It has been quite a tough year for Sears—and its subsidiary, Kmart—as the company continues to announce the closure of more stores by the end of the year. In fact, it has only been a few weeks since the company announced a plan to close 26 Kmart or Sears locations in October and they are already expecting a similar move will happen again before the end of the year.
While officials with the company have not yet divulged how many locations will be added to the still-increasing list, many communities across the United States have reported their local stores are shuttering their doors. Actually, many of these communities have posted these closures to the website www.thelayoff.com.
In a written statement, Sears/Kmart public relations director Larry Costello commented, “Liquidation sales are expected to begin in mid-September, and the stores are planned to be closed by mid-December. We encourage customers to continue shopping on Kmart.com for all their product needs.”
All this in mind, it is important to note that former Sears CEO Eddie Lampert tried to keep the brand afloat, striking a last minute deal to keep Sears out of bankruptcy in February. This would have kept roughly 400 stores open, albeit under a new brand name: Transform Holdco (or, more commonly, Transformco).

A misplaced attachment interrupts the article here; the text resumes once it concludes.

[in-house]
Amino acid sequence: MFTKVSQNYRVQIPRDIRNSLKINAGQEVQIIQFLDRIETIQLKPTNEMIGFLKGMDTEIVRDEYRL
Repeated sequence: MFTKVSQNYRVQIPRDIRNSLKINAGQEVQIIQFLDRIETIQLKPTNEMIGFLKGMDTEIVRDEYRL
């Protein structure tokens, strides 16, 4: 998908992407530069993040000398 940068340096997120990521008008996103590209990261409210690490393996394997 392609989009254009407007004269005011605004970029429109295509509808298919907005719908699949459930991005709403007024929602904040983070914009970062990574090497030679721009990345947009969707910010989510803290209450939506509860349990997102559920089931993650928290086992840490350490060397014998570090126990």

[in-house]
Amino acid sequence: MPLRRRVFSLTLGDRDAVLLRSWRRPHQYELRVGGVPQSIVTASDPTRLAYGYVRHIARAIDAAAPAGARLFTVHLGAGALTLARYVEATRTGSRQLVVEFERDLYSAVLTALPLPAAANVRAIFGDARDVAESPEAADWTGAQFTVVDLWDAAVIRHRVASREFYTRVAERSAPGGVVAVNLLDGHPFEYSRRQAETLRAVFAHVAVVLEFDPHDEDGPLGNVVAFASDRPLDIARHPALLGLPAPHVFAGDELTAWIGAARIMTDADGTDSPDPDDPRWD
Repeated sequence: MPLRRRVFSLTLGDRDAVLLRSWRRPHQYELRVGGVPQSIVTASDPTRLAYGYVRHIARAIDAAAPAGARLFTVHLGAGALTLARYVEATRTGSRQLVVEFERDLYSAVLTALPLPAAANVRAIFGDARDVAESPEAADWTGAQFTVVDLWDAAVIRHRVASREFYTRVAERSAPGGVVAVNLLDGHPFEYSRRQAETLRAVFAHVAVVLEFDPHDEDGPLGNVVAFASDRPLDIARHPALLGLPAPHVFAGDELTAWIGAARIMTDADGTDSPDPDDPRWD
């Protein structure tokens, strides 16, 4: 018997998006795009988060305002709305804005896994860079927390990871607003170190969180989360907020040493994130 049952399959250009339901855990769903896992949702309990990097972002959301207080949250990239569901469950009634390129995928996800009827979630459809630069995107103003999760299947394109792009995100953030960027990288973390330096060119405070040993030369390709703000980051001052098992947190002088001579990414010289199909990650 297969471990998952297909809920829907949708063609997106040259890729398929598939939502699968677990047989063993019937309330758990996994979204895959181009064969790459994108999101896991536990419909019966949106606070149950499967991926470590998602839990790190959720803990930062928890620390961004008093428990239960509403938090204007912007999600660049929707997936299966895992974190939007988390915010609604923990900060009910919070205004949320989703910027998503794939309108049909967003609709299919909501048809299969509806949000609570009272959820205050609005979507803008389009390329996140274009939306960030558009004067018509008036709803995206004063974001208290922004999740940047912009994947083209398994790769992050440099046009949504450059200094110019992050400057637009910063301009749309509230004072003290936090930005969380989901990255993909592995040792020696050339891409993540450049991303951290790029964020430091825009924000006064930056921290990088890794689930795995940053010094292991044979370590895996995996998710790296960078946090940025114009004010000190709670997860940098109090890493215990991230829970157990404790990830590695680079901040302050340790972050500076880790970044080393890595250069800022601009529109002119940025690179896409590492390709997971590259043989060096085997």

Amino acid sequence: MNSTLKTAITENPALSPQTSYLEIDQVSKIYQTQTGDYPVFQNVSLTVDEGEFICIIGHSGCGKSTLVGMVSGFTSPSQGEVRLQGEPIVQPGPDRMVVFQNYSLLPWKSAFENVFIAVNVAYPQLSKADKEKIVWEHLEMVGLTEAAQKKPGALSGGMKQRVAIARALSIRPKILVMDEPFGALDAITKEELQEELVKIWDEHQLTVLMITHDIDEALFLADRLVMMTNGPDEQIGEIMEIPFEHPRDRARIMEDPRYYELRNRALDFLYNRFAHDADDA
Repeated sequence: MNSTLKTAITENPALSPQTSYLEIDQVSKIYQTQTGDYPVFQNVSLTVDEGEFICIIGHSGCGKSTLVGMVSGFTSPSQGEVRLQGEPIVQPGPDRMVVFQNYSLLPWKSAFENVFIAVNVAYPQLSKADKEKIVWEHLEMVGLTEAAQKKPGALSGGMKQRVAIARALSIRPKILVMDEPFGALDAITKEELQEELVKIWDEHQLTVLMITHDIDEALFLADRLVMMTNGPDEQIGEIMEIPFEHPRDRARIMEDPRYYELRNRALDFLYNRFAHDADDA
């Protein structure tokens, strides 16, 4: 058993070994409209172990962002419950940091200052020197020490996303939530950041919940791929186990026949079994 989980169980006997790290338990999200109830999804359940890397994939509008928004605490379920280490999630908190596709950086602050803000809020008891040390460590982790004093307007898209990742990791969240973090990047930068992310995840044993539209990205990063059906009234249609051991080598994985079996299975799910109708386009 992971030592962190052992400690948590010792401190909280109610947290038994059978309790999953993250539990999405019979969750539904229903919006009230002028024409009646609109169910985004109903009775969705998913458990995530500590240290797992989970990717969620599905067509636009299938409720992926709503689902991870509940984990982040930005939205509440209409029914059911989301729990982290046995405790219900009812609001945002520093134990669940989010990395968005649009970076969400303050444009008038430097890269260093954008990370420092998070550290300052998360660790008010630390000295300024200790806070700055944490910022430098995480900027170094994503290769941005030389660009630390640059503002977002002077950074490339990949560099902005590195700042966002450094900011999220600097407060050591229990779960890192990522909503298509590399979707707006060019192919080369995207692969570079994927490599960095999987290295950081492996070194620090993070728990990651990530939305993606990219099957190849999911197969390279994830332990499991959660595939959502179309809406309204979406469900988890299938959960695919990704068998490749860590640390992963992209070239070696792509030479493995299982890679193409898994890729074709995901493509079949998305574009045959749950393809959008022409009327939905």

Not long after, Lampert relinquished his role as CEO when the company was forced to file for bankruptcy. This also meant that the company’s largest shareholder and creditor was out of the picture. Then, in early August, the company revealed first that closures would begin in October and that even more closings were possible.
Of course, we are now seeing that these closures are inevitable.
Still, the company released a statement noting, “Following these steps, we will continue to evaluate our network of Sears and Kmart stores and cannot rule out additional store closures in the near term. Our goal remains to return the company to profitability and preserve as many jobs as possible in the communities we serve.”
It appears the December closures will affect stores in 22 states and Puerto Rico. As a matter of fact, Puerto Rico appears to be suffering the most closures with 6, second only to Pennsylvania, where 11 closures are planned for December. The next highest volume of store closures, by state, is 4; which are expected in New Jersey, Ohio, and Wisconsin.